Sunday, September 21, 2014
Who's Your Daddy?
by Benjamin Whitmer
4 out of 5 stolen Corvettes.
(I won a copy of this from a Goodreads giveaway.)
I really want Benjamin Whitmer to become a wildly popular writer, but not because he deserves to be recognized for his talent, which he does. Instead I’ve got more selfish reasons. I met Mr. Whitmer a few years back at Bouchercon in St. Louis and bought a copy of his book Pike (Click here to see my Goodreads review.) that he was nice enough to sign for me. Pike was a very good novel that far too few people have read. If Mr. Whitmer turns into The Next Big Thing, then I’d have a signed first edition copy of something that I can sell on E-Bay.
So if you people would think of somebody besides yourselves for once, you could help me out (And I guess it’d be good for Benjamin Whitmer, too.) and go get a copy of Cry Father. In addition to doing a good deed, you’d be getting a damn good book in the process. It’s win-win for all us!
Need another reason to read it? How about this terrific opening line:
"Patterson Wells walks through the front door to find Chase working on a heap of crystal meth the size of his shrunken head."
Still not convinced? OK, maybe telling you a little about the book will win you over. Patterson Wells' working life involves trying to clean up disaster zones by clearing trees after devastating storms. His personal life is a disaster zone that he most certainly does not want to clean up that is based around his grief at the loss of his young son. When not working, Patterson retreats to a cabin on a remote mesa of the San Luis Valley in Colorado where he can drink and write letters to his dead child.
One of Patterson’s few friends out on the mesa is Henry who is sometimes visited by his son Junior who prefers to give Henry regular ass kickings rather than Father’s Day cards. Junior runs drugs for some people in Denver, and his idea of a good time is starting a bar fight. Patterson takes it on himself to try to stop Junior from beating on Henry, but the two men end up in an unlikely quasi-friendship based around their mutual love of self-destruction, liquor and cocaine.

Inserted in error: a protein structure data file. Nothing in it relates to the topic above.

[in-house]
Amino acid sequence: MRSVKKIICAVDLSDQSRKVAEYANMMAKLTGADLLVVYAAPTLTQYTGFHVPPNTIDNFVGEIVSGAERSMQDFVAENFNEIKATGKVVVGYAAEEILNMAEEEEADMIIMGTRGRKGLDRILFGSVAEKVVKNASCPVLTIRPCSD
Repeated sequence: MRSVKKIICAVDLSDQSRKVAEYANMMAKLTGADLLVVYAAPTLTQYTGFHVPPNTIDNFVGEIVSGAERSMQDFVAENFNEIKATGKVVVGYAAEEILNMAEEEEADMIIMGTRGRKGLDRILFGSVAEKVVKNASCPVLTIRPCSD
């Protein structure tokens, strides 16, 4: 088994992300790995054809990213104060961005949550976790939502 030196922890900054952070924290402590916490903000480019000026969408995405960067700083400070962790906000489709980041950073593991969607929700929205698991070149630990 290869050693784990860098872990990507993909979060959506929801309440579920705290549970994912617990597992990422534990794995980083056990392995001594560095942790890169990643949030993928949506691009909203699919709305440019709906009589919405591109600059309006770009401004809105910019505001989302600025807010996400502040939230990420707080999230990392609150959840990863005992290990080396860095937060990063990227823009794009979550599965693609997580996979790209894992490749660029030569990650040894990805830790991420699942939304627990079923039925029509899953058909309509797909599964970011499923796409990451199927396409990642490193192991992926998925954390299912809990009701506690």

Whitmer does a superior job of putting the reader inside the heads of Patterson and Junior so that both men are understandable and relatable. Patterson is the father who feels like he failed his child and Junior is a son who feels like his father failed him. However, their behavior may be less about than the things they’ve suffered and more about the way they’re wired. Both men have opportunities to change their lives for the better but prefer to hold onto grief and grudges even as they acknowledge the futility of them.
Another aspect that makes this book work is the atmosphere of it. From lonely hermit cabins to polluted housing developments to dive bars with blood on their floors, Whitmer paints a backdrop of blue collar settings that are filled with tweakers, bikers, strippers and other assorted upstanding citizens.
Because the story involves drug dealers and a bit of gun play, the easy classification would be to call it a crime story, but like writers such as Daniel Woodrell and Donald Ray Pollock, Whitmer is proving himself to be someone who can have several deep layers in his depictions of the places and characters of rural America.
Also posted at Goodreads.